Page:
his surprise. “I
always see something,” she responds with
a quiet voice. Leitner
clears his throat and says, “Well, I don’t see any ghosts”- perhaps a bit too
Viennese lady points her finger and says with a charming smile, “You little liar,
*Selected excerpts from Spuk in Wien, Rendezvous with the Empress
Authors Bieberger – Gruber – Hasmann
Translated by Thérèse and Gerhard Schӧn
What is in a name? Very little, would argue Shakespeare’s Juliet. A rose, famously, would smell as sweet by any other name. Can the reverse be true though? Can a ditch, while retaining its name, be anything other than a drab hole in the ground? The very center of Vienna is dominated by the Stephansdom, marking the historical heart of the city. It draws people to it along equally grand thoroughfares, including Kärntnerstraße to its south, Rotenturmstraße to its north and a myriad of ancient alleys streaming east to the Stadtpark. The broad channel shepherding tourists westwards towards the Freyung or, cutting left, to the Hofburg is – unmissably – Der Graben. That is, “The Ditch”. From one end to the other, Der Graben is perhaps a five-minute stroll in which you pass by a number of shops, restaurants, and notable 19th century buildings. Looking beyond the banners and signs each building and the street stand testament to the many chapters of Vienna’s vibrant history. The street served as a street market from at least the 13th century until the last shops closed down in the early 19th century. It was also here that in 1552, and thanks to Maximilian II, the Viennese saw their first elephant; an event so memorable that there was even a house named after this event, “Elefantenhaus” (see the picture below). Celebrations surrounding the imperial investiture of several Habsburg rulers also took place here, including that of Maria Theresia in 1740, which was apparently celebrated with a huge street party. We are also informed that the “Grabenfiaker” and the “Grabennymphen” found employment here. A notable feature today - The Pestsäule (In English, literally the “Plague column”) – juts out in its middle: a witness to the waves of disease that blighted all European cities for centuries. It was only at some point in the late 18th century that the Graben developed a reputation as the place in Vienna for the great and the good to see and be seen. And this is what it remains. So, how did such a grand hub of Viennese life end up with such an unseemly name? Why were emperors entertaining their courtiers for generations in a ditch? To find the answer, you have to start at the beginning of the city’s history. The Graben actually dates back to the roman garrison of Vindobona: the seed of the city of Vienna. Built sometime before the year 100, the garrison town was protected by fortifications, each of which was flanked by a defensive ditch (“Graben”). These were filled in as the Babenberger family started the expansion of the city at the end of the 12th century consigning the Romans – literally – underfoot. The few physical remains from this period can only really be seen in the basement of the Roman Museum on Hoher Markt. The name, however, has remained until this day. In this regard, next time you find yourself in the center, treat yourself and potter along the Graben. The Ditch. Take a moment to appreciate the vast amount of history this particular ditch has witnessed, as well as its current grandeur. Perhaps, even, take a little pride. Turning a drab ditch into one of the most renowned streets in the centre is one thing. Deciding against renaming it is a touch poetic. A recognition that it is not the name that counts. This ditch, by any other name, would be equally as impressive. (Cr.)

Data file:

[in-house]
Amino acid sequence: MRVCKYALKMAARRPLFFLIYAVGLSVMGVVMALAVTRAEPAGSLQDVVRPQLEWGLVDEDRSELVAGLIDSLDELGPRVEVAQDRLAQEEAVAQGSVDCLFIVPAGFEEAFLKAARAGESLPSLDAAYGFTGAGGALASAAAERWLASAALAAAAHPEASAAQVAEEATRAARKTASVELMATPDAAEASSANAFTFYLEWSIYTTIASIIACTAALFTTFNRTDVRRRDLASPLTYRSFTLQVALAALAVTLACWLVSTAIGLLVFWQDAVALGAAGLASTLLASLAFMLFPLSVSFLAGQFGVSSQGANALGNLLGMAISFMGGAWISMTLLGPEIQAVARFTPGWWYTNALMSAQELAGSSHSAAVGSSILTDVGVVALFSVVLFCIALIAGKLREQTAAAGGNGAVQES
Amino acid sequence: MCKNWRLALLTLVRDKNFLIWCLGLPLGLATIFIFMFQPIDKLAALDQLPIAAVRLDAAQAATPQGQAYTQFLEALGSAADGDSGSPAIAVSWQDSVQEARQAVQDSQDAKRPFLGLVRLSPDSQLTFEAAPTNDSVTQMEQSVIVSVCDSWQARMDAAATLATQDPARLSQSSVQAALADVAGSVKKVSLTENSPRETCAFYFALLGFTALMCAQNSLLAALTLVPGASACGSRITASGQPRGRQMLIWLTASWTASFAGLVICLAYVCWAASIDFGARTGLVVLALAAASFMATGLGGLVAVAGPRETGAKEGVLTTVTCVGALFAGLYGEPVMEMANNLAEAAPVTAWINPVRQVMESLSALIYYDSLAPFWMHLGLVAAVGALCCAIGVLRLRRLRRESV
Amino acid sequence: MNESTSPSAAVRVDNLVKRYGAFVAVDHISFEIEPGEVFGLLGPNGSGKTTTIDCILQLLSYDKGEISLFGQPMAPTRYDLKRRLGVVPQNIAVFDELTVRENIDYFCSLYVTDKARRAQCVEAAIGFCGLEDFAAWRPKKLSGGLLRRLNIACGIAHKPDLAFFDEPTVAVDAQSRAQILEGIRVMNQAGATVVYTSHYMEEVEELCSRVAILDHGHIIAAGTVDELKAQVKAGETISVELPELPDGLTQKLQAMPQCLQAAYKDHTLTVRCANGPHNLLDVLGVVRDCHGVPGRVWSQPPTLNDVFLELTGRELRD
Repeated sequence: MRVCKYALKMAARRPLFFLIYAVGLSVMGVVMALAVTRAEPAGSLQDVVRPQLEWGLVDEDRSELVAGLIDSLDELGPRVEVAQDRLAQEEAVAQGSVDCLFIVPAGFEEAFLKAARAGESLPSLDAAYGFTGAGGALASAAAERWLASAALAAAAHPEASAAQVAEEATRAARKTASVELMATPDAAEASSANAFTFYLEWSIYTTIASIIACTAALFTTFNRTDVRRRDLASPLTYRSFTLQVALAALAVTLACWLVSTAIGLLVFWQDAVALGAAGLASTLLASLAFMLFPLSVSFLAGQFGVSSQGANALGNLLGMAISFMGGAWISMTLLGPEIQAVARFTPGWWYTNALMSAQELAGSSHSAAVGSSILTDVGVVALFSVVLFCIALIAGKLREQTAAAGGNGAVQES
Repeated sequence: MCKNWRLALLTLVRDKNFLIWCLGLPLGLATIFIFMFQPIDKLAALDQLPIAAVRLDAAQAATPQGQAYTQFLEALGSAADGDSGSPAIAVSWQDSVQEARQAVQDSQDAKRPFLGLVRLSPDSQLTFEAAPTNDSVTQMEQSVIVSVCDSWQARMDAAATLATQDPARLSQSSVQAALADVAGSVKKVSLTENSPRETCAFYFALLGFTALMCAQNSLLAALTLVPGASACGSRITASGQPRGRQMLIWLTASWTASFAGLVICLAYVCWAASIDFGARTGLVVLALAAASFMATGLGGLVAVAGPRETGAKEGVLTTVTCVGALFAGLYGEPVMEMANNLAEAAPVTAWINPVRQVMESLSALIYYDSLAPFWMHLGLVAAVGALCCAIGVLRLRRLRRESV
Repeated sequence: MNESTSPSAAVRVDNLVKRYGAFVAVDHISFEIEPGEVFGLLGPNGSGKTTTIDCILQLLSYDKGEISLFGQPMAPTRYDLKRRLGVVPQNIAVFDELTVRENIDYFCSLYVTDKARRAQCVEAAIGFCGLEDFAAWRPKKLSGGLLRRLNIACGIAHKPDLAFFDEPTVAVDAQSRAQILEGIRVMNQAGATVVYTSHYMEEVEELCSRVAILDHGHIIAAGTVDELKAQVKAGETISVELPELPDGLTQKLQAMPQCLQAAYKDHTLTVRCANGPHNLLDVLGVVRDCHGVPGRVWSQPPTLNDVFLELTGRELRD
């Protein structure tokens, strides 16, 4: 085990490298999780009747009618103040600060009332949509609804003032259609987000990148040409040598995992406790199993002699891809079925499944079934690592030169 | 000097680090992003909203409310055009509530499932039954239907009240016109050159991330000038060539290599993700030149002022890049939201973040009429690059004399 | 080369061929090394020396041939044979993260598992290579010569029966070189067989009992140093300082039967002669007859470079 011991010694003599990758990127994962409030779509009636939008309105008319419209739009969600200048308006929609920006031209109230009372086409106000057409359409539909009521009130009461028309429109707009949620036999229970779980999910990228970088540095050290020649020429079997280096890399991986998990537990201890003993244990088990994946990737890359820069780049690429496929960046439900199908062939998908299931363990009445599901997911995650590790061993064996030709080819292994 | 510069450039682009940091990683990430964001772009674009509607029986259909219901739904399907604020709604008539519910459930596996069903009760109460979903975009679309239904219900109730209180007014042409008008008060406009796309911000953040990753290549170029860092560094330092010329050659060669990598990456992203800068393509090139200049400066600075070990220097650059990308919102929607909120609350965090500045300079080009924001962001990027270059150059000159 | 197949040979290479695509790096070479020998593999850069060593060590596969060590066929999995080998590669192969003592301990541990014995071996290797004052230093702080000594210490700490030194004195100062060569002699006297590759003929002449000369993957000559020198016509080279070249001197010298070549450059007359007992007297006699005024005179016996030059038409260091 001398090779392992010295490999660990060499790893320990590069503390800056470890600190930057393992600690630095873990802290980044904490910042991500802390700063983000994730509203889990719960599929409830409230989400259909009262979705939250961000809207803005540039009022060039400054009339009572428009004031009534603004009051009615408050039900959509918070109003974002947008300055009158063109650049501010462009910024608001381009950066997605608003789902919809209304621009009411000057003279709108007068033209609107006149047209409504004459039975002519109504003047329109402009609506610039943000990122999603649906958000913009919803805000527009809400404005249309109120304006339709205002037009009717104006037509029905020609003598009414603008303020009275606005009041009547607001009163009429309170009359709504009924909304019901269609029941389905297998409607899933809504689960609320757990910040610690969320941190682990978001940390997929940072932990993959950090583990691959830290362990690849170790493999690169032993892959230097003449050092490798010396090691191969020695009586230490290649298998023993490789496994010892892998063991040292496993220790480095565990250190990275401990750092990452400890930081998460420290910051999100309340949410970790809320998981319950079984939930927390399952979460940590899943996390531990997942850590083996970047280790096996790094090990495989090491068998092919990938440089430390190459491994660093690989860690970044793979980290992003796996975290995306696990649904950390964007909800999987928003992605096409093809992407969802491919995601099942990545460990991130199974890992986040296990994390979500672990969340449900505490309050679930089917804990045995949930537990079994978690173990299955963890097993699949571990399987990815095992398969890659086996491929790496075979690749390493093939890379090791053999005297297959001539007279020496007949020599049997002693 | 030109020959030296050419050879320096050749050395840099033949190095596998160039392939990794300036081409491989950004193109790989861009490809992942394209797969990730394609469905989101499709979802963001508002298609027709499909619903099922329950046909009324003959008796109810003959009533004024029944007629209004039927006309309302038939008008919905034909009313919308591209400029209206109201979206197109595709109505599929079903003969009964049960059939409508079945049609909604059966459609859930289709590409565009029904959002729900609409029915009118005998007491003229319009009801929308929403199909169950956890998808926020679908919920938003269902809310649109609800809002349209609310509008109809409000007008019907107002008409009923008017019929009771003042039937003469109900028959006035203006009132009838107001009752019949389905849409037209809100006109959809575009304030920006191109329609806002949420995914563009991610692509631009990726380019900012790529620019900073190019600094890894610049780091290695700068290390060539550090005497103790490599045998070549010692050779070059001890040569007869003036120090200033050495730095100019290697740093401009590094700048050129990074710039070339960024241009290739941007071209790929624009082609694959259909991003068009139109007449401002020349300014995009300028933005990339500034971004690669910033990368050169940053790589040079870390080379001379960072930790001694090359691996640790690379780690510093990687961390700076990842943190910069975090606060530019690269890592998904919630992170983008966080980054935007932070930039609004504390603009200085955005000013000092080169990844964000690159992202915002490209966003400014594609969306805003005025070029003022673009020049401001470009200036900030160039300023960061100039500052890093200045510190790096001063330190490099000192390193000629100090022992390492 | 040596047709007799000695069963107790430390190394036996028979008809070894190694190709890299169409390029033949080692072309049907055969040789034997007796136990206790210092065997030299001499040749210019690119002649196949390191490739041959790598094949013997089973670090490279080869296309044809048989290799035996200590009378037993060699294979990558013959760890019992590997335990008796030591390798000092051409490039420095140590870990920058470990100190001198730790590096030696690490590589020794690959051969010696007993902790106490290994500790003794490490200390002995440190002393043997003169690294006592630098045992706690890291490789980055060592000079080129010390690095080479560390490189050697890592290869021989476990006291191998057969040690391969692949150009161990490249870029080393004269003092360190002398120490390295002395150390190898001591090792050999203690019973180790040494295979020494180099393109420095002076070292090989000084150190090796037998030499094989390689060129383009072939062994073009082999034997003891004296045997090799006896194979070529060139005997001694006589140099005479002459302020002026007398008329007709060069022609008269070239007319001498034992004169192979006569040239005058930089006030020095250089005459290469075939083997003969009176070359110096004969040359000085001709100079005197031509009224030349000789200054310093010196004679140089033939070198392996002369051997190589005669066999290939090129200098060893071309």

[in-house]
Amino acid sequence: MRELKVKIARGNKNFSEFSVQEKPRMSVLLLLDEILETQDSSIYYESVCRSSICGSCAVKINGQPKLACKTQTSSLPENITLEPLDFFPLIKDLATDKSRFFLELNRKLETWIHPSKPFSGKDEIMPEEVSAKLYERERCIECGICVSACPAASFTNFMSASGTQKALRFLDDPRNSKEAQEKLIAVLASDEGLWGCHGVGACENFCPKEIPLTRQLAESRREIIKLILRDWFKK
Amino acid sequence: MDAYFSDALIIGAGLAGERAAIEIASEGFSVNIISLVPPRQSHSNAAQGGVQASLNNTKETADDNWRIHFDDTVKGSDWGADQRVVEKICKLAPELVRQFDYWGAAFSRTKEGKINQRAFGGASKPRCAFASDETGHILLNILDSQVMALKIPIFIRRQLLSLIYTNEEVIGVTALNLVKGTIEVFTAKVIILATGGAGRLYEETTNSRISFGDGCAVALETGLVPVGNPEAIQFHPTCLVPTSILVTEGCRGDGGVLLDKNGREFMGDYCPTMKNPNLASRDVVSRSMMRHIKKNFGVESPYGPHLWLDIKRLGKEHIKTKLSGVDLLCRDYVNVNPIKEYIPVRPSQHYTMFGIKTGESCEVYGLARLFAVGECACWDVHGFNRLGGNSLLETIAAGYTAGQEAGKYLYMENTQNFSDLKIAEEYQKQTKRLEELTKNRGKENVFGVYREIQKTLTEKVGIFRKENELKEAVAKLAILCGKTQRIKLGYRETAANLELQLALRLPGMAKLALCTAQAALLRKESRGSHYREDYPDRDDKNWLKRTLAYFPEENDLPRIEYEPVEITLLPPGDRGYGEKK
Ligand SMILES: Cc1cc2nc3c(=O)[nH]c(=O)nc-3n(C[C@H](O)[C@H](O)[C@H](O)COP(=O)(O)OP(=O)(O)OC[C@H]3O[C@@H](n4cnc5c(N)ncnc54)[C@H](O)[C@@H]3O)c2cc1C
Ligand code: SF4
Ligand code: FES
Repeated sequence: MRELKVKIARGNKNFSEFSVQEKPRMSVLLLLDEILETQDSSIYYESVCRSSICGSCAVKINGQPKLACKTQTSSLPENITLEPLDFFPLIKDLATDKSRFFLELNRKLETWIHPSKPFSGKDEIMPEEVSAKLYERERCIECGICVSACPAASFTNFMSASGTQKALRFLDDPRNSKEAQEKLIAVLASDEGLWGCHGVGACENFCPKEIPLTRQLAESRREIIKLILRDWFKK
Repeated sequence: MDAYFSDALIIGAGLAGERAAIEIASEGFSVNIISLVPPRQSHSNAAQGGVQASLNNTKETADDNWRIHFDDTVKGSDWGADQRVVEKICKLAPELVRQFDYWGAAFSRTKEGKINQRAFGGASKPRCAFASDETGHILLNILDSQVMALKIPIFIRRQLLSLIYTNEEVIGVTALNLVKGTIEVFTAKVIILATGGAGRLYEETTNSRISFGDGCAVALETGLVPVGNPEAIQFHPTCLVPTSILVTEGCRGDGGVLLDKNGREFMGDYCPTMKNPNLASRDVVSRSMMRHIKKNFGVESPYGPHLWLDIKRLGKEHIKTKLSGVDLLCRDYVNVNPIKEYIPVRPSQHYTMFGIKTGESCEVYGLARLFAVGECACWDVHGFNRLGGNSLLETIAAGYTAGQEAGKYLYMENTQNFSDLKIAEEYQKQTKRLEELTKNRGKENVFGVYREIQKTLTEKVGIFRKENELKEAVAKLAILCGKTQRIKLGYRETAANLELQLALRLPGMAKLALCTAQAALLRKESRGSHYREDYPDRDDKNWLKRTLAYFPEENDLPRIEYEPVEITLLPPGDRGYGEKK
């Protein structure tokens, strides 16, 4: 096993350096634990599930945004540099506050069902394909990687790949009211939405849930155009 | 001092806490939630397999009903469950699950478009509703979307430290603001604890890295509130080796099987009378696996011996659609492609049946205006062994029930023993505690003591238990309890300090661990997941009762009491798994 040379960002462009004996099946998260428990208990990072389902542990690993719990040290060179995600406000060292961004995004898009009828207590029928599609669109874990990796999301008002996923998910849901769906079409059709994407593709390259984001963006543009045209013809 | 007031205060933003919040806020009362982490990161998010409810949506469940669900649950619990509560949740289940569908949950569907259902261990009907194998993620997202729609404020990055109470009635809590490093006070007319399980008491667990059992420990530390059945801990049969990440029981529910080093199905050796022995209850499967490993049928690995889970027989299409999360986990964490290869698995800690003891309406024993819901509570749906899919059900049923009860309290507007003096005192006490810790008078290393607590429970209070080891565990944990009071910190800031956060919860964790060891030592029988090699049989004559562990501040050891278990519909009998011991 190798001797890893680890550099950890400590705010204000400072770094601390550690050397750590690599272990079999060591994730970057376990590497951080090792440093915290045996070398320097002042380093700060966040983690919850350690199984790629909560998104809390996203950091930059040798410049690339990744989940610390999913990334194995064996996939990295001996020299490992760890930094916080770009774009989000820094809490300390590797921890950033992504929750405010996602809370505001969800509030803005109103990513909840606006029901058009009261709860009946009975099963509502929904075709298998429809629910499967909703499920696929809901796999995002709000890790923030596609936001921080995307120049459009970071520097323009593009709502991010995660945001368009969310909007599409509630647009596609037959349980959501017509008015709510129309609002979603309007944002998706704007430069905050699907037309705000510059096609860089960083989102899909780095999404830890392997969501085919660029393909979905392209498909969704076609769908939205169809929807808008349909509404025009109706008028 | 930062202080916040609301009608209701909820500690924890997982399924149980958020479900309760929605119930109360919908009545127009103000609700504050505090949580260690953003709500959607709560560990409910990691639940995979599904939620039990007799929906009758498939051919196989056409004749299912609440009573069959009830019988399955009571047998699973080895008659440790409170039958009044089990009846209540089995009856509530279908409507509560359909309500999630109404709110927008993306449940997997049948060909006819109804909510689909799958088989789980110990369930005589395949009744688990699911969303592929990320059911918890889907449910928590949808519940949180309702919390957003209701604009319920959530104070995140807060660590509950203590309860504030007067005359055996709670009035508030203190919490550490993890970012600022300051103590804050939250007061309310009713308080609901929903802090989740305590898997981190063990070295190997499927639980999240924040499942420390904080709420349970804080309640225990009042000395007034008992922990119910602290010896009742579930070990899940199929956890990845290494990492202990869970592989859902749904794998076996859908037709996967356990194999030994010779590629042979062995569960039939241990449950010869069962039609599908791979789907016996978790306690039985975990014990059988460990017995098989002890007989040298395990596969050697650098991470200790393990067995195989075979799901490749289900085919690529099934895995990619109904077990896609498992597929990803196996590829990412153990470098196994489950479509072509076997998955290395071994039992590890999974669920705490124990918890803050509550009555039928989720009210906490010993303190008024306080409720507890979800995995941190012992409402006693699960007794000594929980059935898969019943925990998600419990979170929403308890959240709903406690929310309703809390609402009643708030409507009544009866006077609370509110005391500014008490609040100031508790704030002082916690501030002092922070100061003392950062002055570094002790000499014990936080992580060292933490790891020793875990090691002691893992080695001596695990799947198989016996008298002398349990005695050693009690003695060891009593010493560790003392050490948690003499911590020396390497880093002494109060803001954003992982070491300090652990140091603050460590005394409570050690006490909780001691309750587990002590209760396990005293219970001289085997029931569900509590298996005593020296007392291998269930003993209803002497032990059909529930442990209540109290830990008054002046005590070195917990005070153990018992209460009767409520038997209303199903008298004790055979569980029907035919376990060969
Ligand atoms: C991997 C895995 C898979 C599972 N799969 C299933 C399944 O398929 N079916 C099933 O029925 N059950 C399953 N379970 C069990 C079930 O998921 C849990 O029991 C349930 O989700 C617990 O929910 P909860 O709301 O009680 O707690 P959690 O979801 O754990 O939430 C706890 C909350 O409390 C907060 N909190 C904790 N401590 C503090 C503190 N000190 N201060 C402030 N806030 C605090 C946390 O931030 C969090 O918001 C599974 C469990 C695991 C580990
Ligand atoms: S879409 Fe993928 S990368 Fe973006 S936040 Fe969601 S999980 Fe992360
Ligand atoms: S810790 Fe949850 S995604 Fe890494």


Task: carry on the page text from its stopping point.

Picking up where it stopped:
Have you ever noticed that the words for wine and Vienna in German are practically interchangeable? Given the Viennese love for wine, and the long history of wine production in and around the city, we think this is hardly a coincidence! In fact, wine production in Vienna likely goes back as far as the Celtic times around 500 BC, based on archeological finds of wine casks, grape seeds, and other artifacts from this period. Wine was probably also produced and drunk in significant quantities during the Roman era, but the first concrete evidence of wine production in the city comes from the 12th century. By the 15th century, the number of vineyards had grown to such an extent that it began to crowd out land for farming and agriculture—which prompted a ban on the establishment of any new vineyards. The city has therefore been surrounded by vineyards throughout its history, though the Heuriger tradition as we know it today was established only towards the end of the 17th century. And while the 19th district is today most closely associated with vineyards and heuriger, the oldest remnant of the early heuriger can actually be found at the Ottakring in the 16th district: at the ‘10er Marie’, the city’s oldest heuriger established in 1740 and said to have been frequented by the Crown Prince Rudolf back in his day. The 10er Marie is still in operation, along with some 180 other heuriger, and the city of Vienna produces about 2.5 million liters of wine per year. So the next time you sit down to a glass of wine, know that you are taking part in an age-old Viennese tradition....Prost! (C.G.)